Wednesday, February 12, 2003

Every once in a while Maureen Dowd hits one out of the park. Like today:

Osama bin Laden came to the rescue of George W. Bush yesterday.

The president and his secretary of state had been huffing and puffing to prove a link between Saddam Hussein and Al Qaeda. George Tenet, who presides over a C.I.A. full of skepticism about the tie, did his best for the boss, playing up the link to the Senate.

Ignoring all the blatant Qaeda hooks to Saudi Arabia, Syria, Yemen and Pakistan; ignoring the fact that Osama has never had any use for the drinking, smoking, womanizing, secular Saddam; ignoring the fact that Saddam has no proven record of sharing weapons with Al Qaeda, the Bushies have been hellbent on making the 9/11 connection.

The world wasn't entirely buying that rationale for war.

And then who but Osama himself should pop up on an audio tape, calling on Muslims to fight the U.S. if the "infidels" attack "our brothers in Iraq."

Osama's disdain for Saddam still gleamed through. He barely mentioned the Iraqi leader and seemed to be holding his nose when he gave permission to his Qaeda brethren to fight "the Crusaders" alongside Saddam's Baath Party, "even if we believe and declare that the socialists are apostates," and whether Saddam remains in power or not.

She goes on to make the obvious point that bin Laden is doing this because a war serves his interests (which the rest of our press has struggled to avoid), and also slams the administration for broadcasting the whole tape themselves, potential "coded messages" to sleeper cells and all. But read the whole thing.

Meanwhile, Tom Friedman continues with his current project --- trying to make Steven den Beste look like a deep thinker. He's worried about the state of the Western alliance:

The tension that is now rising within the Western alliance, NATO and the U.N. over how to deal with Iraq is deeply disturbing. It raises fears that the postwar security system, which stabilized the world for 50 years, could come unglued if America intervenes alone in Iraq. At the birth of this security system, Secretary of State Dean Acheson wrote a memoir titled "Present at the Creation." Can we deal with Iraq and still ensure that Secretary of State Colin Powell's memoir is not titled "Present at the Destruction"?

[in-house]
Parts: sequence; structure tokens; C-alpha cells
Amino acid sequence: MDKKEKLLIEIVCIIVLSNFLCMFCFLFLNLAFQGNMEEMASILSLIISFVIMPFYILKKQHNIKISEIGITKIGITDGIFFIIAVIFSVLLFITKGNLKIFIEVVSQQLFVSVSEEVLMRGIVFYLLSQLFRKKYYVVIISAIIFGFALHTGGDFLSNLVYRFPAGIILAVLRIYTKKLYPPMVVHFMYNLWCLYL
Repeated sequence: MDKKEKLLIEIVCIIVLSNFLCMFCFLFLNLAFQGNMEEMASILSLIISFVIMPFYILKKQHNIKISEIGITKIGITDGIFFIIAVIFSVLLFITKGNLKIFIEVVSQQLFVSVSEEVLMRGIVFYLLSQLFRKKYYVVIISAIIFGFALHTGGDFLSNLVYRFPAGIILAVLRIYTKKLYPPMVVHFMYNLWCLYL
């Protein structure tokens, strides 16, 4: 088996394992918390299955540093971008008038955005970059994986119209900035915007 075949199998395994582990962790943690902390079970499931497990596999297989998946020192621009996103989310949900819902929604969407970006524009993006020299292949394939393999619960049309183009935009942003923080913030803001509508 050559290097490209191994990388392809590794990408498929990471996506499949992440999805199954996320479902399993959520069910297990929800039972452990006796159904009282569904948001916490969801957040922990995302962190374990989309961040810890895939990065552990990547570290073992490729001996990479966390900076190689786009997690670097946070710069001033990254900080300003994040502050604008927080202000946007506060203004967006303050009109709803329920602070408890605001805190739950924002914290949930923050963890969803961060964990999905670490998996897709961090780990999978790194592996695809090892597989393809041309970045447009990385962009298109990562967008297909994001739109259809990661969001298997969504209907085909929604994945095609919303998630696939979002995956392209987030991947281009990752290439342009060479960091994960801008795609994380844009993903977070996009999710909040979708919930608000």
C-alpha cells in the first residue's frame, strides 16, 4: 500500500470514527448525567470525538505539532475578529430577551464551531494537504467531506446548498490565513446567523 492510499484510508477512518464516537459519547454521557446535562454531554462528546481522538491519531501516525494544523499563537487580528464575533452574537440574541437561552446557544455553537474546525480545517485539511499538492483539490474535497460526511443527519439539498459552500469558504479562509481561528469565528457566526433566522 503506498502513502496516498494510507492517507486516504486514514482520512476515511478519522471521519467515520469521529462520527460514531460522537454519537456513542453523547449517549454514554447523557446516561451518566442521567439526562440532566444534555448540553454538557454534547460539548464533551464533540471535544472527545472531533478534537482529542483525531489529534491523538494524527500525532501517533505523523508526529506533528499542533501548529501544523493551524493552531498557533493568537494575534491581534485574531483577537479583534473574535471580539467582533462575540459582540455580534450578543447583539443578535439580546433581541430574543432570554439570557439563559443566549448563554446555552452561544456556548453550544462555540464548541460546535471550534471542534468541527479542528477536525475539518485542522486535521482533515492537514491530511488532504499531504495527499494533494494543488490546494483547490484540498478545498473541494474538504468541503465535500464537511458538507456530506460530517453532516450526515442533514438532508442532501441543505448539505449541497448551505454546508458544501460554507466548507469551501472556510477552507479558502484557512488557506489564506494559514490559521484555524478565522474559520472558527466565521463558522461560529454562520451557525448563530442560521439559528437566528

Yes, we can --- if we, the Russians, the Chinese and the French all take a deep breath, understand our common interests and pursue them with a little more common sense and a little less bluster.

But fear not --- he has a solution: the French, Germans, and Russians should agree to a fig-leaf extension on the inspections, and then let Dubya have his little war:

We need a compromise. We need to say to the French, Russians and Chinese that we'll stand down for a few more weeks and give Saddam one last chance to comply with the U.N. disarmament demands --- provided they agree now that if Saddam does not fully comply they will have the U.N. authorize the use of force.

What do the French, let alone the Russians and Chinese, get out of this?

There is no way their preferred outcome, a peaceful solution, can come about unless Saddam is faced with a credible, unified threat of force. The French and others know that, and therefore their refusal to present Saddam with a threat only guarantees U.S. unilateralism and undermines the very U.N. structure that is the best vehicle for their managing U.S. power.

But the disintegration of the evidence in Powell's presentation (NB that was last week; it looks worse now, and the Germans are openly calling Powell on his fibs) shows that the US will have something to present at the end of a few weeks as a case for concealment of weapons --- even if they have to make it up. So what this boils down to for the French is that, if the US doesn't go to war with them, then the US will go to war without them. I can just see them quaking in their boots.

Link to the article on German response was a late addition, from Tom Spencer; also added a bit more MoDo paraphrase.


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